Saturday, 13 June 2015

At My Mother's Table

My mother's table has been sitting in my garage since last July. We moved it here, along with a U-Haul full of stuff, after she went into a nursing home. I brought it home for my middle daughter who knew she would need a table when she got her first real job and her first real apartment. 

My husband and I already have a lovely oak table, rebuilt by my father in law for us shortly after we married. He found it at an antique store, had a new skirt milled for it, and refinished it. I refinished it again not so long ago. It's a solid table, and it was built with love. But it is also small. So when Elizabeth got her apartment, we decided to give her the smaller table and use the larger one ourselves. 

Family Christmas
My mother's table has a heavy oak pedestal and a solid round skirt and 4 original leaves. Pulled out to its full length, it seats 14 comfortably as it did many times in my parent's house when our whole family was together. 

Cookie decorating
My parents bought the table from an estate sale when I was a kid. I have no idea where it came from. I refinished the top of it a lovely golden brown when I was 17. It hasn't been refinished since. And after we set it up in our living room, taking three of us to hoist it upright, I could see it needed refinishing again. One side was particularly worn and I realized that was the side where my mom sat-alone- for the past few years since my dad's death.  The finish was worn down to nothing by the caregiver's vigorous scrubbing.

I wondered if I should refinish it the same golden colour or a darker brown to match the sideboard and china cabinet?  Elizabeth said she preferred the brown. The stain at the hardware store did not have samples, so the kid in the paint department kindly tested at least 7 kinds of stain for me. None were golden brown. I finally settled on a darker brown called "Colonial American."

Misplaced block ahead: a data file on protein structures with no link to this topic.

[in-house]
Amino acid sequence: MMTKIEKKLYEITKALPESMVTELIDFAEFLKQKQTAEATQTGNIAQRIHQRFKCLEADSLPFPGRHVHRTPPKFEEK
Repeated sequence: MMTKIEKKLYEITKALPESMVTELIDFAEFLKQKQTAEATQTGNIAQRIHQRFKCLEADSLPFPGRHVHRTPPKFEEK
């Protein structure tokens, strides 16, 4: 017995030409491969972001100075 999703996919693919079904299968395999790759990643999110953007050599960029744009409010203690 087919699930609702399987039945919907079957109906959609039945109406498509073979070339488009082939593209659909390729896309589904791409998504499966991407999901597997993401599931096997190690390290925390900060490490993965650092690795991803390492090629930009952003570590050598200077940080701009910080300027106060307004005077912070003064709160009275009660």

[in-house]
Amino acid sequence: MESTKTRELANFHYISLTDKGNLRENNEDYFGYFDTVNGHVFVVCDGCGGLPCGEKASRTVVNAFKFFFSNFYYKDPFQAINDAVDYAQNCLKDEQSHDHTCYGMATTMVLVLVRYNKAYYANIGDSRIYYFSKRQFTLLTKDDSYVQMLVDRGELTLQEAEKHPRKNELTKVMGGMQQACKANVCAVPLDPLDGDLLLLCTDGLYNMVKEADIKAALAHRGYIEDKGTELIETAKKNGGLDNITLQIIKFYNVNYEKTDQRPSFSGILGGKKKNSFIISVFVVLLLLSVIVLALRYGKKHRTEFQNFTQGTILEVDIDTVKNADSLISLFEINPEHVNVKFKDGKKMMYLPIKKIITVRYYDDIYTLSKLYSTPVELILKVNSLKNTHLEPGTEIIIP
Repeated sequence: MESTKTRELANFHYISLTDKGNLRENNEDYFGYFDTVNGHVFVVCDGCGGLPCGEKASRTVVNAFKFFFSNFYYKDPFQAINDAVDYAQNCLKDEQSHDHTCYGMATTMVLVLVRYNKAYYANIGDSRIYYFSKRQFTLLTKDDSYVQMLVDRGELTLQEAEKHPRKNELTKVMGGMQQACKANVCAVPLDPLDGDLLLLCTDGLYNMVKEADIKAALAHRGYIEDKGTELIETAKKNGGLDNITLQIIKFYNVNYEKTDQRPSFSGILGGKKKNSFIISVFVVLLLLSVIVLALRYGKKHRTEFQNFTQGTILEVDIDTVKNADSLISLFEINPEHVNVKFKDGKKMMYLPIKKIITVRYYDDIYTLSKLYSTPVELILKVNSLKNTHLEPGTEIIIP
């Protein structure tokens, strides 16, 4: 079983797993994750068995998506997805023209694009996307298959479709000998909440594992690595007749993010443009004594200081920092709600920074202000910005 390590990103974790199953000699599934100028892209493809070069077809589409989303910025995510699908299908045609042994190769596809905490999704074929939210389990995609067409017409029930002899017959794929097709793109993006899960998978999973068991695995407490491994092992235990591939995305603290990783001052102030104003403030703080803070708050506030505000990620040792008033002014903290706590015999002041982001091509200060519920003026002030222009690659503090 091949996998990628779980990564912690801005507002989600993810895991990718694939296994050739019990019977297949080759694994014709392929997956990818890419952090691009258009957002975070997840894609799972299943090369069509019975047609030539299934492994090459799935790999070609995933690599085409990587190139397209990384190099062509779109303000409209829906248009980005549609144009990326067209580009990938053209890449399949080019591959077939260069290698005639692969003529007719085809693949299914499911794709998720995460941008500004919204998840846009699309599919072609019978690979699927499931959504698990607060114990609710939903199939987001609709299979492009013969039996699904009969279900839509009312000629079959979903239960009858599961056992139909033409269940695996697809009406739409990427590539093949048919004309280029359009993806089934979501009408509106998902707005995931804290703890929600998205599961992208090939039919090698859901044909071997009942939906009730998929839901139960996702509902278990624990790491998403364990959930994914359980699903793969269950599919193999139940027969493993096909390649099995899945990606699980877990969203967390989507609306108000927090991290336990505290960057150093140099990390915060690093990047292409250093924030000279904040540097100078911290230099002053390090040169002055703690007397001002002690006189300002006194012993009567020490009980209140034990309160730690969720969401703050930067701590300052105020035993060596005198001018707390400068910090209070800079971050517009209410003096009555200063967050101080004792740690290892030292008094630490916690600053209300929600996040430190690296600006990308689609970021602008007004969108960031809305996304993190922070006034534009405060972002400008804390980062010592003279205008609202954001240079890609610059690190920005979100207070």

Dad rolling out pie crust.
I love refinishing furniture. I don't do it too often and I'm too impatient to do a thorough job, but it's rewarding to see a solid piece of of craftsmanship regain it's original appearance. And as I scour and scrape and sand the table, I think about its past. A myriad of activities have taken place at my mother's table.  It's been the setting of breakfasts and coffee klatches and family dinners and staff parties. Many pie crusts have been rolled out by my dad on it's surface. Dozens of cookies have been decorated. Hundreds of figure skating costumes cut out.  I have stood on this table to have a hem measured. So many hands of canasta played until deep into the night. I've set it countless times, using the everyday china and cutlery- and the fancy china and silver. I discovered a small circular indentation- and remembered the little cylinder of metal used in making self-covered buttons. It must have slipped and left this mark. I left it alone. The table needs its battle scars.

Finally, the top of the table is smooth and bare. The sides and base will have to wait for another day. I spread on the dark brown stain and wait, then buff it off with a cloth. Then repeat. The patches scrubbed bare by Lilya over the years will not accept the stain, no matter what I do. After the second coat, I wait again. Lo and behold -the table is the exact same golden brown as it has always been. 

Canasta night
My mom and dad are both gone now. I don't know when my entire family will sit at my mother's table again. When they do, it will be ready.

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